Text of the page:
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Stat Pressure

Check the stats! Check the stats!

This is always the thought in my head whenever I open up my laptop and hop onto the account of one of my favorite Internet hobby sites. There is usually a strong resistance to actually do that at first, the fear of being underwhelmed or disappointed coming about, but then the pressure and nagging gets to surmounting so high, the curiosity at a peak, that I must see what has happened since my last update.

The reason for my initial fear of checking my stats everyday is because I’m afraid of being met with either bad results for the day or no change at all. The worst feeling I think I get is the fear of there being absolute silence in my feed, getting ignored completely. This greatly applies to my Twitter where I usually get no retweets or favorites on my tweets, even if I thought I put out a rather humorous and pun filled tweet – but in the world of high stakes social media, you have to think very differently to capture people’s attention. It’s not just about thinking outside the box, it’s about reimagining the box. Is that clever? I don’t know.

I don’t always check the stats on this blog, preferring to not be overwhelmed (or disappointed) by the numbers and pressure to conform to a set standard. Sure, the numbers are a great help in assisting me on my journey through the blogging cosmos, knowing how to avoid the asteroids that deter my path to success and catch a gravitational pull that has me sailing along, but sometimes I like to create posts on my own merit. It’s a lot more exciting to think of ideas that you have no idea will work, just to have some creative experimenting.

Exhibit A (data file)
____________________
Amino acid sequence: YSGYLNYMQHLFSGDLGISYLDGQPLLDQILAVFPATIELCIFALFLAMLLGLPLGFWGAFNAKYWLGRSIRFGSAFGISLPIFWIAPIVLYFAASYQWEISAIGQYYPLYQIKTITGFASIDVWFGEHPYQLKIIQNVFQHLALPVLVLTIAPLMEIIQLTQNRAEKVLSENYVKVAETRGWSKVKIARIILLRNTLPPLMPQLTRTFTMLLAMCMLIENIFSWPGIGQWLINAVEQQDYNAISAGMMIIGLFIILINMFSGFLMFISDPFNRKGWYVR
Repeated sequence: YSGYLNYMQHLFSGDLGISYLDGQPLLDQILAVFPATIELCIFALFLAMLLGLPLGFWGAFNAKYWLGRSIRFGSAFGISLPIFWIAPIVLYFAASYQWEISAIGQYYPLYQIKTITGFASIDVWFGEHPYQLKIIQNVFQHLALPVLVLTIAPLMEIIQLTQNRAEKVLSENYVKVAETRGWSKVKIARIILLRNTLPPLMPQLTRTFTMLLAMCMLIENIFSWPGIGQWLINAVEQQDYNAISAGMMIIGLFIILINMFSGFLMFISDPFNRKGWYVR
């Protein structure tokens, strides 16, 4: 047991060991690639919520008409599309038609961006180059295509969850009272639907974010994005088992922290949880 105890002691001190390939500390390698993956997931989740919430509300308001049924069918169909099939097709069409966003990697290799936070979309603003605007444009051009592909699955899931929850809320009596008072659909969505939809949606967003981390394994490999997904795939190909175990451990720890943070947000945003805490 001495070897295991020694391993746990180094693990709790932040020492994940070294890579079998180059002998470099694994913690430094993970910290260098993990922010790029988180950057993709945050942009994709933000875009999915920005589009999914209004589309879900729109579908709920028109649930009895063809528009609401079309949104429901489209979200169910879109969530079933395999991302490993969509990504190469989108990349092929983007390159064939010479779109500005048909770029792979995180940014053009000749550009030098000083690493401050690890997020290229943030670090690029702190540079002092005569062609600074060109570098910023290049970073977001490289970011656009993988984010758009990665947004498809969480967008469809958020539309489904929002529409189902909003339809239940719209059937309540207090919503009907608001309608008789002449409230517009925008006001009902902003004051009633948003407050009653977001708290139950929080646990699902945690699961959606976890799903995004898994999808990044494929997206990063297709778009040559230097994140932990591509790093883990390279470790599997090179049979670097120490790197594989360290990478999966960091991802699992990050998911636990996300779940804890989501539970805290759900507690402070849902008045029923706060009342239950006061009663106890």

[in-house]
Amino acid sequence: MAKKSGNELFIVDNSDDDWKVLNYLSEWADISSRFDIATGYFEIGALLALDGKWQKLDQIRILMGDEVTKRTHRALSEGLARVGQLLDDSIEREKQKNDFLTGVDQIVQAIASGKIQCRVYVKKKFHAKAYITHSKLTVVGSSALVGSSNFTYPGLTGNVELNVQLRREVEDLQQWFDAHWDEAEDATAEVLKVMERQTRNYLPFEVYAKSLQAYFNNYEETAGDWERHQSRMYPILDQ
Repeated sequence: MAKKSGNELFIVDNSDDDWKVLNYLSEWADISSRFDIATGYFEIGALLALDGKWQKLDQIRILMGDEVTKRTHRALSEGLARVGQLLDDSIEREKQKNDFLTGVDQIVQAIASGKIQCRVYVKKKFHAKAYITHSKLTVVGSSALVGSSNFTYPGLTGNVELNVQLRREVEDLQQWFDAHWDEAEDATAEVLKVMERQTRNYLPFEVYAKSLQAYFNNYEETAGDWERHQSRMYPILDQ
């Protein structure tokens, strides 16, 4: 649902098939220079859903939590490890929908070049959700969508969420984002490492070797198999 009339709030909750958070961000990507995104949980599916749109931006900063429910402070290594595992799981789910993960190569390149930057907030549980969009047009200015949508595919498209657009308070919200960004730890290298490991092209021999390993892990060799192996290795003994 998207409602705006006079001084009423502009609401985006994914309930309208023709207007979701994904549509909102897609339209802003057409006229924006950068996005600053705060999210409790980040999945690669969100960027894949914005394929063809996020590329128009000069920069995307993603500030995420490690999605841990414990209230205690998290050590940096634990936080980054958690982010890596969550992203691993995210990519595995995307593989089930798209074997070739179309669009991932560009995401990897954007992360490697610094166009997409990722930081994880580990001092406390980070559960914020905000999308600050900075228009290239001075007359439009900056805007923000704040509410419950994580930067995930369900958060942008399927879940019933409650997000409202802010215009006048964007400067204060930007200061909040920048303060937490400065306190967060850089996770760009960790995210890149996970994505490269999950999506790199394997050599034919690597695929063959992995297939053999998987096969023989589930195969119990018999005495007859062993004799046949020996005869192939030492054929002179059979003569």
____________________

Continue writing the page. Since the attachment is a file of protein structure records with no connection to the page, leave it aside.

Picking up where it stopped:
I usually go two or three days, maybe even more, without clicking the bell icon in the corner of the screen. I’m usually afraid to click it, afraid to find out how recent posts of mine did. I want that nervous feeling to die down before I actually update myself. Sometimes the icon is clicked by itself, caused by a glitch in my browser when I type on the keys in the visual editor (the HTML tab works fine), to my annoyance but relief that’s it’s over.

I probably should check out the main stats page of my blog every day and check my notifications to stay on track and get inspiration, but I feel like I don’t have to, like it’s not necessary to always have a numbers guide for me to operate. But when I don’t do it, I feel like I’m not using all of the tools available to make me a great blogger, as if I’m crippling myself by cutting corners.

So the real moral of this post is that you have to use all the available tools given to you to ensure success, instead of just relying on guesswork. That’s why there are Stats pages, Analytics, and other things to help you be the best that you can be. Don’t avoid them if you can, because you’ll only be hurting yourself. Success on social media, including blogs, is tied a lot to what people really care about, and that is reflected in the stats that are collected on almost everything. The numbers do not lie. Listen to them.


In response to The Daily Post’s writing prompt: “Shoulda Woulda Coulda.”

Tell us about something you should do…but don’t.